A new law is coming into effect in April 2018, named The Homelessness Reduction Act, which will offer help earlier to those in desperate need, however it will require those that are facing the possibility of homelessness to take an active part in helping to resolve their issue by maintaining their current accommodation, or trying to and find somewhere new to live. This will in theory help to rehouse those that are homeless, offering them financial support whilst helping them get work so they can become self-sufficient.
Councillor Emma Morse, Exeter City Council’s Lead Councillor for People, has said of the situation in Exeter that “as a local authority we are 100 per cent committed to tackling homelessness. The common perception of homelessness is rough sleeping, as this is the most visible form of homelessness, but it accounts for only 5 per cent of those who don’t have a real home. Street dependent people are just the tip of the iceberg when it comes to homelessness. Many people think being homeless will never happen to them, but the reality is it can and it often does.”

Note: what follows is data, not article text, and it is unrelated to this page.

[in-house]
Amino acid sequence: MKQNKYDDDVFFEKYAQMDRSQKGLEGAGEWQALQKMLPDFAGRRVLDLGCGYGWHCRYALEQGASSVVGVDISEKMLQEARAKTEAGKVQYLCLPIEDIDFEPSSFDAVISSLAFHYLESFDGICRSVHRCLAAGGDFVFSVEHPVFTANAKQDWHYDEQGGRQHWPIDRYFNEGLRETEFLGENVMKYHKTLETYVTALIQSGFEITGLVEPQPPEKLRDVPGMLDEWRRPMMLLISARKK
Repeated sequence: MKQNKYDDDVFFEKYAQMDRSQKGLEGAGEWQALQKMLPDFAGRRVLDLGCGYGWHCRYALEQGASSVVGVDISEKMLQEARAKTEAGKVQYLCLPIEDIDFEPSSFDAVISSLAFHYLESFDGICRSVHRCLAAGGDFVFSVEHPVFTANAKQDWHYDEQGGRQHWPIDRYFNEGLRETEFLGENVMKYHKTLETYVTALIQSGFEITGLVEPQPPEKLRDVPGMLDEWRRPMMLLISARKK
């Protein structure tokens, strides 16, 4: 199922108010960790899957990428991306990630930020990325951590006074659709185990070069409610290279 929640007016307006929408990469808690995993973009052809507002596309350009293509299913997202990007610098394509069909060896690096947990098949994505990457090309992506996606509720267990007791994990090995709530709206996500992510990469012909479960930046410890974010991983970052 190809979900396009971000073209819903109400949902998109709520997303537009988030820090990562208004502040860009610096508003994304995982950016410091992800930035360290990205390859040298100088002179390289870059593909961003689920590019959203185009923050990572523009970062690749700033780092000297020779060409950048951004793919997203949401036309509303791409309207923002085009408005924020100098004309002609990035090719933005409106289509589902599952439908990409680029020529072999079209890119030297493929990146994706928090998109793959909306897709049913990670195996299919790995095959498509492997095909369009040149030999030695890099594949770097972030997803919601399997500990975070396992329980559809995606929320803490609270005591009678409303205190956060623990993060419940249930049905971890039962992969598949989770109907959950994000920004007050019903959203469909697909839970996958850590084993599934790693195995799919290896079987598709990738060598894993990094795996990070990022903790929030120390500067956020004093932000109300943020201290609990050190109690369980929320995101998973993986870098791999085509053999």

It can however be difficult for those homeless or facing the possibility of homelessness to take an active role in helping themselves. St Petrock’s charity stated that “sometimes in order to mask their feelings of depression and isolation, people who are homeless will turn to alcohol and drugs, but they are not unique in this, they are simply more visible by definition of not having a home”. This can then make it harder for them to be able to get back on their feet again.